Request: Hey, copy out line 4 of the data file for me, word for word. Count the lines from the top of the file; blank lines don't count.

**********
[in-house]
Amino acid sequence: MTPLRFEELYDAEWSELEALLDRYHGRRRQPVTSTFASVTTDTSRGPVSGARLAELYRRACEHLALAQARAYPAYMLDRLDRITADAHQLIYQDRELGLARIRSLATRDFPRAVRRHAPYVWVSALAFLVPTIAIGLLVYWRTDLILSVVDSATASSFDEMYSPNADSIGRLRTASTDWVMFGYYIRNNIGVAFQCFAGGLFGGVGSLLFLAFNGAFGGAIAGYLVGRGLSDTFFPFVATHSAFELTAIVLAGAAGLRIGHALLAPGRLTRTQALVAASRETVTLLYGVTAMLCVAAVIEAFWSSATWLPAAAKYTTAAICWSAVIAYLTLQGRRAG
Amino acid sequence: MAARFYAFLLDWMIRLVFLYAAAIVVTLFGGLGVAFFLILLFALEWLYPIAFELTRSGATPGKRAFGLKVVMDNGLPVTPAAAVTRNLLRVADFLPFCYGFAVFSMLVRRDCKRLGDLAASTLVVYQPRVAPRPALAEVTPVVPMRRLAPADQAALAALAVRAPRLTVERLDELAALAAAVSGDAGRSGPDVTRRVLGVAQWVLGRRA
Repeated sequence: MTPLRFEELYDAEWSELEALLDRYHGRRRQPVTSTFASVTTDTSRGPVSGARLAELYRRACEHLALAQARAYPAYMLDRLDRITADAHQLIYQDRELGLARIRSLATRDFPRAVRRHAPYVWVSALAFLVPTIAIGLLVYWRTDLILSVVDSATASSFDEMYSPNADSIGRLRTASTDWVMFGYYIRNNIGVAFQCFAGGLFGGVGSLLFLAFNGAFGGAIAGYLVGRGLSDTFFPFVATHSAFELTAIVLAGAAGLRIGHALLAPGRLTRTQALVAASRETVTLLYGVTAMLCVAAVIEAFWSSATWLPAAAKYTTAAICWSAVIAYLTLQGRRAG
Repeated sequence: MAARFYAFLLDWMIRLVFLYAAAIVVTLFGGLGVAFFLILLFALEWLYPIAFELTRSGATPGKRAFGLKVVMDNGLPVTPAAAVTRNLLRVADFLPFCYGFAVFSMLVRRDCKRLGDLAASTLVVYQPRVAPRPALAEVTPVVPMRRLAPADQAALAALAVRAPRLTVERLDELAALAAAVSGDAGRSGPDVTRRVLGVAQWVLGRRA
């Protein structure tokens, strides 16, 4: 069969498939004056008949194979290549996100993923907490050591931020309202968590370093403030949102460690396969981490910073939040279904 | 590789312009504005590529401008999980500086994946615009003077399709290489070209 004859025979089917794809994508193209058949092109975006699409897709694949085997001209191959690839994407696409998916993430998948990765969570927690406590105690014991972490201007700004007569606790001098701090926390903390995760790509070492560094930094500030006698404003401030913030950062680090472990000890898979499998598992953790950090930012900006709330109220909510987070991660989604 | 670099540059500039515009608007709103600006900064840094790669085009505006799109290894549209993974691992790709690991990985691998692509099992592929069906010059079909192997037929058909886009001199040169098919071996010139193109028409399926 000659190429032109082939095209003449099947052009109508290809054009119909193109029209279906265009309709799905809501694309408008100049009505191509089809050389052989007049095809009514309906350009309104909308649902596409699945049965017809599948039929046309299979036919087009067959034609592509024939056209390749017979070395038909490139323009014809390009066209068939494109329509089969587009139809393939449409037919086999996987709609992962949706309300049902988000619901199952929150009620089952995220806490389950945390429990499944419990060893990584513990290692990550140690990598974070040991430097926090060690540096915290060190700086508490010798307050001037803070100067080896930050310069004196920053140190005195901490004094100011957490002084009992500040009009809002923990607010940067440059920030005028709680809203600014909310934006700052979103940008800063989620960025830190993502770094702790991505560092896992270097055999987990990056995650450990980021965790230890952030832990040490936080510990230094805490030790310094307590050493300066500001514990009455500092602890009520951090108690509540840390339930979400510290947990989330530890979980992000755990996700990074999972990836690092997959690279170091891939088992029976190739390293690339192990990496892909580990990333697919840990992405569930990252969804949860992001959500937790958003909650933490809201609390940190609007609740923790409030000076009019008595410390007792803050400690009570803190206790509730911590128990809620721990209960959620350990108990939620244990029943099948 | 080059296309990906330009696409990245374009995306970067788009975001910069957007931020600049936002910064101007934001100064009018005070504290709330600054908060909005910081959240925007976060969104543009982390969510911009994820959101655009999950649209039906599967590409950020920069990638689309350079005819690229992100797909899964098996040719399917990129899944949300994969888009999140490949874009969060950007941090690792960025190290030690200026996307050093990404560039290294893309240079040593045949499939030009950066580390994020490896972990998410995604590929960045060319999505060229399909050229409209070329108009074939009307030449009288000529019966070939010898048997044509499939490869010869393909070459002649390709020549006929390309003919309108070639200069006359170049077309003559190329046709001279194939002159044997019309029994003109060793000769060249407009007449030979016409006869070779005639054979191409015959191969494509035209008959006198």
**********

Repeated sequence: MTPLRFEELYDAEWSELEALLDRYHGRRRQPVTSTFASVTTDTSRGPVSGARLAELYRRACEHLALAQARAYPAYMLDRLDRITADAHQLIYQDRELGLARIRSLATRDFPRAVRRHAPYVWVSALAFLVPTIAIGLLVYWRTDLILSVVDSATASSFDEMYSPNADSIGRLRTASTDWVMFGYYIRNNIGVAFQCFAGGLFGGVGSLLFLAFNGAFGGAIAGYLVGRGLSDTFFPFVATHSAFELTAIVLAGAAGLRIGHALLAPGRLTRTQALVAASRETVTLLYGVTAMLCVAAVIEAFWSSATWLPAAAKYTTAAICWSAVIAYLTLQGRRAG